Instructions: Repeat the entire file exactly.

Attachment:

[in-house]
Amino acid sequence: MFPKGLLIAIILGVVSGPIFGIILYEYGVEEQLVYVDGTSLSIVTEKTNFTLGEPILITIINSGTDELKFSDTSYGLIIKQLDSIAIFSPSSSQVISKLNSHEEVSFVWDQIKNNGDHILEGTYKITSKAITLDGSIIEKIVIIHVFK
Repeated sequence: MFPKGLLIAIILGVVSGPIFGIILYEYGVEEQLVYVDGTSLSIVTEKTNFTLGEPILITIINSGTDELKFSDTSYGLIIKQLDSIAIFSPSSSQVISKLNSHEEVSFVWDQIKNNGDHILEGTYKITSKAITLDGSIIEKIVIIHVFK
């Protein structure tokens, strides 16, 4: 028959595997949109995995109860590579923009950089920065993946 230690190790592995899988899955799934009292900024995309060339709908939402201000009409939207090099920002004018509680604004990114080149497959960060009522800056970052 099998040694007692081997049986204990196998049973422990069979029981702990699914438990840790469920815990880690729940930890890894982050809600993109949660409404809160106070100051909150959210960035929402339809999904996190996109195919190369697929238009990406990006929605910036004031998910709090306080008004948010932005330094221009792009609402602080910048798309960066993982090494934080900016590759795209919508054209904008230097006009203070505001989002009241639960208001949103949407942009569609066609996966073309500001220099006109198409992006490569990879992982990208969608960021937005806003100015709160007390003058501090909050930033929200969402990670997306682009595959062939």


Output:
[in-house]
Amino acid sequence: MFPKGLLIAIILGVVSGPIFGIILYEYGVEEQLVYVDGTSLSIVTEKTNFTLGEPILITIINSGTDELKFSDTSYGLIIKQLDSIAIFSPSSSQVISKLNSHEEVSFVWDQIKNNGDHILEGTYKITSKAITLDGSIIEKIVIIHVFK
Repeated sequence: MFPKGLLIAIILGVVSGPIFGIILYEYGVEEQLVYVDGTSLSIVTEKTNFTLGEPILITIINSGTDELKFSDTSYGLIIKQLDSIAIFSPSSSQVISKLNSHEEVSFVWDQIKNNGDHILEGTYKITSKAITLDGSIIEKIVIIHVFK
């Protein structure tokens, strides 16, 4: 028959595997949109995995109860590579923009950089920065993946 230690190790592995899988899955799934009292900024995309060339709908939402201000009409939207090099920002004018509680604004990114080149497959960060009522800056970052 099998040694007692081997049986204990196998049973422990069979029981702990699914438990840790469920815990880690729940930890890894982050809600993109949660409404809160106070100051909150959210960035929402339809999904996190996109195919190369697929238009990406990006929605910036004031998910709090306080008004948010932005330094221009792009609402602080910048798309960066993982090494934080900016590759795209919508054209904008230097006009203070505001989002009241639960208001949103949407942009569609066609996966073309500001220099006109198409992006490569990879992982990208969608960021937005806003100015709160007390003058501090909050930033929200969402990670997306682009595959062939």